Cycling: Brailsford’s exit ‘will not be a Fergie moment’ England’s insist British team
Friday 11 April 2014
Ian Drake, British Cycling’s chief executive, insists Sir Dave Brailsford’s departure as performance director will not prove a “Fergie” moment for Britain’s most successful sporting institution of the last decade.
Brailsford will focus his attention on Team Sky and be replaced in the British set- up by a trio of coaches.
Shane Sutton, Brailsford’s right-hand man for a decade, becomes technical director and will work alongside Andy Harrison, the programme director installed in the wake of London 2012, and a new appointment as head of performance services. The position will be advertised shortly, with Dan Hunt, who left British Cycling for the Premier League, a potential frontrunner.
Discussions over Brailsford’s role at British Cycling, in which he has made this country the dominant Olympic force, have been on-going since London 2012 as it became clear the task of juggling his roles at the Manchester Velodrome and Team Sky was becoming increasingly difficult. Brailsford has not attended the last two track world championships, including February’s in Colombia where Britain returned their worst results of his tenure.
The change did not come as a surprise to many, including Sir Bradley Wiggins. He said: “I don’t think all was well at the velodrome, there was a lot of sort of sniping and things. He’s obviously been under pressure for a while.”
Drake claims it is the right time for change, two years ahead of Rio 2016, and that the strength of the system built by Brailsford ensures his departure will not cause long-term damage. Sir Alex Ferguson was one of those Brailsford consulted in the course of plotting his departure.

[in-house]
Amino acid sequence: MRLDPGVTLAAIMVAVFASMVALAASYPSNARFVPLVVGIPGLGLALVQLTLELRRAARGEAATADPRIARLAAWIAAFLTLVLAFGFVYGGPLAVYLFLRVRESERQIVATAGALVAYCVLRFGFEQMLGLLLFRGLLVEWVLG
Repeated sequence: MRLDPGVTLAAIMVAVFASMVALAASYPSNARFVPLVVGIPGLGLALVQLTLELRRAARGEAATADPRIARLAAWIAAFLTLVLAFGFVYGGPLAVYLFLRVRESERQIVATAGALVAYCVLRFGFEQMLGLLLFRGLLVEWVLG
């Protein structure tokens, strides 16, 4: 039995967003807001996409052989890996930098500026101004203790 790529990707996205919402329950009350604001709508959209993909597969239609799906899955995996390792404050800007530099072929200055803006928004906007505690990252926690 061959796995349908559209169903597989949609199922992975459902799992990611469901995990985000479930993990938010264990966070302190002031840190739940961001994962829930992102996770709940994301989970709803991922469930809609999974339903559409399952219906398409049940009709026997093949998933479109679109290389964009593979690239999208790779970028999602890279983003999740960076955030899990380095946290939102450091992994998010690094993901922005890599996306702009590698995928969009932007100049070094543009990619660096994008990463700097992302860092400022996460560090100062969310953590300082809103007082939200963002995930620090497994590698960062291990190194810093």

“With any iconic figure such as Sir Alex or Sir Dave there are always going to be those questions asked,” said Drake. “What you need to look at is if we go back to London 2012 we had a very young squad – the average age was 25 and eight of those medallists were under 25. It is not as if the talent is going away.
“We have been talking about this for a couple of years. Importantly, Dave is going to remain a critical friend to the programme. Team Sky made a massive contribution to medal success in 2012 and we envisage a similar scenario for Rio as well. It is not as if we are going to lose that expertise. I’m not worried about it because of the system and legacy that Dave has left behind.”
Sutton went public with his belief the system needed freshening up before Brailsford’s departure was announced yesterday. Sutton’s new role will still see him oversee the riders on the road to Rio. Britain’s women’s squad has never been stronger, despite its relative youth, but the men’s is struggling.
Sutton will, though, have to share the overall leadership role with Harrison and the new head of performance services, with Drake claiming it is to protect against resources being stretched too thinly.
Brailsford has no doubt he has left a system fit for purpose. He said: “This is a big step but it is the right decision. Since London 2012, we have worked hard on succession planning and that has meant we’ve got to a point where I can move on knowing the team will go from strength to strength.”
Brailsford, who joined British Cycling in 1998 and became performance director in 2003, will now concentrate on Sky’s quest to win a third successive Tour de France. Under his direction Britain won eight gold medals in Beijing and London.
The sense of an era closing was heightened yesterday with psychiatrist Steve Peters also ending his involvement. He is working with Liverpool and England at the World Cup but will help find a replacement before he departs.
New-look structure of British cycling
Shane Sutton: technical director
The straight-talking Australian was head coach under Brailsford and was a key player in the success of 2008 and 2012. Will focus on the Olympic squads.
Andy Harrison: programme director
Joined last year from English Institute of Sport. Charged with ensuring young talent rolls off the production line.
To be appointed: head of performance services
The new role will be ranked alongside the other two and also report to the chief executive. The recruitment process will begin shortly.
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